However, what one also hears is the crunching sound of our esteemed government moving the goalposts. If I had planned to retire in 2014 (I’m not, I can go next year if I wish) then I would be a bit sore at being told that I’d have to stick to stoking up the inkpots for another year.
    And even if I had hoped to continue to work I would not be all that pleased about not being able to collect the state pension I’d paid for all the long years for a further twelve months.
    In some ways, these proposals are also a dosser’s charter.
    Many people have to retire when they’re 65. It’s in their contract of employment. At 65, especially in the current climate, it may not be all that easy to get another job.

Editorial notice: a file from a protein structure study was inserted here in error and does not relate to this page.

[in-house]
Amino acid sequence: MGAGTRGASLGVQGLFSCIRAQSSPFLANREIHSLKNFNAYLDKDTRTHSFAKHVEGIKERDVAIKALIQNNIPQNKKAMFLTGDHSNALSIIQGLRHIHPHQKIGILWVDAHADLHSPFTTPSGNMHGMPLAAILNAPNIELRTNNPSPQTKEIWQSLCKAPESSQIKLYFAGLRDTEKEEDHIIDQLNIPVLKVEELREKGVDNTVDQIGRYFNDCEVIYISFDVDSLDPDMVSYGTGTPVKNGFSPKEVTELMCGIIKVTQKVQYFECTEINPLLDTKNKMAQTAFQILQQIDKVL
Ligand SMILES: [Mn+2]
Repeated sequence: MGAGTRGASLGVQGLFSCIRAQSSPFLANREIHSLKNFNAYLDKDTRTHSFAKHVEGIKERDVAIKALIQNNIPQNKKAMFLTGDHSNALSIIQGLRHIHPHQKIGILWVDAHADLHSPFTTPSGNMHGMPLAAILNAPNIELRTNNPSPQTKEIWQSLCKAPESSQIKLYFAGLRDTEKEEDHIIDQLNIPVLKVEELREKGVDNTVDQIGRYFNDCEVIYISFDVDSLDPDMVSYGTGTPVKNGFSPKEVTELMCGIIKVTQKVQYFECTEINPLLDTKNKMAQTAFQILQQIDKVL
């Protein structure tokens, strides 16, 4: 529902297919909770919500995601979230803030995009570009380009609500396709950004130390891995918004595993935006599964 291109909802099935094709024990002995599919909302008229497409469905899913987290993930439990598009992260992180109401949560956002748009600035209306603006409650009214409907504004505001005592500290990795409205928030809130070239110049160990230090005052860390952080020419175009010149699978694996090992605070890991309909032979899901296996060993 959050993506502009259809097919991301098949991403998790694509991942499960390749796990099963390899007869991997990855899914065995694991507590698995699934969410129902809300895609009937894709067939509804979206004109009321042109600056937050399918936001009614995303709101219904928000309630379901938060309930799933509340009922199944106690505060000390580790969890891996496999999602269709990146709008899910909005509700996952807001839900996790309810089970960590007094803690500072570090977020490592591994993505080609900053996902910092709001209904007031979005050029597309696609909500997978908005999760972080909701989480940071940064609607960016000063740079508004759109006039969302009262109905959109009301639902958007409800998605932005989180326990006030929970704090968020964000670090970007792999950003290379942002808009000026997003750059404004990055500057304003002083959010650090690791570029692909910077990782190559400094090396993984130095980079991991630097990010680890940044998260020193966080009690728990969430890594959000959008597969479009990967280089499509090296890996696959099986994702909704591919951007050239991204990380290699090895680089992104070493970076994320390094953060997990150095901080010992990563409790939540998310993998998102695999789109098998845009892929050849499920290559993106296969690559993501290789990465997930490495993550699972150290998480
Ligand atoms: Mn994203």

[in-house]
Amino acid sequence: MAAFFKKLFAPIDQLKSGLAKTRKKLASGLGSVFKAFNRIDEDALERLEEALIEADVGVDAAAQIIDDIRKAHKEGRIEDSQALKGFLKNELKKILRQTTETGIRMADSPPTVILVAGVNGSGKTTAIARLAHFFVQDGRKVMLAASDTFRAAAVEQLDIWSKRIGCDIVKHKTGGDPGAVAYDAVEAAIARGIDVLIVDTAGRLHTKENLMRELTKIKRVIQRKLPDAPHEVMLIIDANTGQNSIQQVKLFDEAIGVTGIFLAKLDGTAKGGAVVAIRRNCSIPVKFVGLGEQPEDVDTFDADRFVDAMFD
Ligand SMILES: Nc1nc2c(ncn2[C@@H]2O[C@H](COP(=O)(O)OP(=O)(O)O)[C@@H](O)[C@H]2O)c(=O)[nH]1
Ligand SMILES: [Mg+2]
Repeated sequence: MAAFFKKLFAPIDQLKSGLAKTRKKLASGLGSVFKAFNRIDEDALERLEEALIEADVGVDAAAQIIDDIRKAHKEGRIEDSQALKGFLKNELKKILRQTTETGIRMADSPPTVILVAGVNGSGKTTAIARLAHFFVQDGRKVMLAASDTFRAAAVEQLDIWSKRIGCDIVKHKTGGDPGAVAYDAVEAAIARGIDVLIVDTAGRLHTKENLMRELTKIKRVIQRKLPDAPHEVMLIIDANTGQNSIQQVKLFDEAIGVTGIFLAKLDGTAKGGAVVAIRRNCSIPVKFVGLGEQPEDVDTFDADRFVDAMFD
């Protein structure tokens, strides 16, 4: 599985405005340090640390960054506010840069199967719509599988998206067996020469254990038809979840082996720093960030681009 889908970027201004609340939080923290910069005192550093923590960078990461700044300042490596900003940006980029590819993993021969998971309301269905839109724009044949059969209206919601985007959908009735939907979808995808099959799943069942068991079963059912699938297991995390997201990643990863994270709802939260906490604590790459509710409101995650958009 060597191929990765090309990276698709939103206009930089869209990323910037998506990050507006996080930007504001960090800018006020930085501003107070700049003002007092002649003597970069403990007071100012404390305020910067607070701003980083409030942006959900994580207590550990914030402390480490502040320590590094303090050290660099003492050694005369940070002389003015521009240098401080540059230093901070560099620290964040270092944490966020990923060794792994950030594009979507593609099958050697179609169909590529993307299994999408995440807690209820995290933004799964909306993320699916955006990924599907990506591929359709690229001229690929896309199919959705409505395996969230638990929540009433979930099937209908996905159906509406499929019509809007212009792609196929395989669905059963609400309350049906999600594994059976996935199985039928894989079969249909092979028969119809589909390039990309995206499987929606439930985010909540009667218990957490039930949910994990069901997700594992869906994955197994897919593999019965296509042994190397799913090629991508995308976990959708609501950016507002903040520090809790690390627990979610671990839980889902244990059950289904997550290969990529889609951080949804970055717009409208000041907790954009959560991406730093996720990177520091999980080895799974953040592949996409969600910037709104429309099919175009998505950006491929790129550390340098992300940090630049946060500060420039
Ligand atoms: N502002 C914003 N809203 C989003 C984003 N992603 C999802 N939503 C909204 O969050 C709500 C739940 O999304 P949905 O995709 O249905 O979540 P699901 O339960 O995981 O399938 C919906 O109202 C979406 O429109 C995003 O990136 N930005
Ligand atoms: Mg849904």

Dole Eireann then beckons.
    It won’t be so bad – now. I understand the job seeker’s allowance lasts for about 12 months. Thereafter, it’s replaced by a means tested “benefit”.
    However, when the gap goes from one to two and then to three years, if someone has been prudent enough to put a bit by, they’ll be expected to spend their few bob to keep going.
    Meanwhile, the person who has never worked (nor wanted!) – nor saved -continues blithely on his or her way picking up the bounty of the generous taxpayer.

    • Jilly Says:

      You raise an issue I’ve been wondering about since this was announced last night. I won’t retire for more than 20 years from now, so I’ll be completely included in this change. But according to my contract, I’m supposed to retire at 65: I presume this means that college will still be under no obligation to keep me after that point? But will my occupational/college pension now be paid to me at 65, or will it be withheld until I’m 68? If so, what exactly am I supposed to live on for the 3 years in between, bearing in mind that I’m not likely to find new work at that age?